It’s often done, easy in fact. You are watching a game and the opposition’s fancy-dan number 10 hits the deck after a hard (but fair) challenge from your team’s midfield enforcer. The scream goes up, their bench goes up, and their players surround the ref.
It winds you up, “He hardly touched him ref”, you cry. Indeed, it looked a fairly innocuous collision. But then the replay comes on, and you get to see, in slow-motion, the exact moment the “diving git” had his leg snapped.
Welcome, ladies and gentlemen, to the top 10 most famous, and sickening, injuries ever sustained on a professional football field:
Of all my memories of P.E. at school, of lost balls, of final-whistle fights, perhaps the most vivid I have is the huge life-size picture which adorned the walls outside the boys’ changing rooms. It featured a tackle between Coventry City’s David Busst and the Manchester United pair Denis Irwin & Brian McClair, as they attempted to reach a loose ball in the United penalty area. The sight of Busst’s leg being caught between those of McClair & Irwin, forcing it to face almost 90 degrees away from the rest of his body, ripping through his sock, brings a shiver to the spine. Peter Schmeichel, the United keeper, who both saw and heard the injury at close quarters, was visibly distressed and was seen parading around his penalty area whilst Busst, and a significant amount of blood, was removed from the field.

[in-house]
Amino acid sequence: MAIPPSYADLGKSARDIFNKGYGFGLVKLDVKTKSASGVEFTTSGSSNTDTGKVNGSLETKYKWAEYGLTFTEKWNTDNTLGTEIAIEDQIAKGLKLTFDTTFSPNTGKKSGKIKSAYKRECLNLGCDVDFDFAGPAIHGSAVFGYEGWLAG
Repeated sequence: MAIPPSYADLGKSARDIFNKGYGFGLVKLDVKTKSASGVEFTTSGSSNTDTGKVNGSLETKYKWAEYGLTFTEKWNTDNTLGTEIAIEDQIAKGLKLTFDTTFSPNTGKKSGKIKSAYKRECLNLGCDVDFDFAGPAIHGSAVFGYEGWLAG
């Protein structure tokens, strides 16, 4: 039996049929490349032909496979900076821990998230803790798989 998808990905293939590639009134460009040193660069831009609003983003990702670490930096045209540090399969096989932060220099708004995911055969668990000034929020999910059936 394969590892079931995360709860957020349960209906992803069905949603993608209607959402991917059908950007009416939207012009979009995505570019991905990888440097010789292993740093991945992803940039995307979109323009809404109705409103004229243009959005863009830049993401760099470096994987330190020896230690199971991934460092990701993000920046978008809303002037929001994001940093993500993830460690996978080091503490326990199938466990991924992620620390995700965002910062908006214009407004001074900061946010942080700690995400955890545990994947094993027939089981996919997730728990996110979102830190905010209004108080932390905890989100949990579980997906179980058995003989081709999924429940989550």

The long term implications for Busst were a series of over 20 operations to repair the extensive fractures to both tibia and fibula. Unfortunately, after contracting infection from these operations, Busst was forced into retirement at the age of 29. He has since managed non-league Evesham United, having earned his coaching qualifications.
See also- Luc Nilis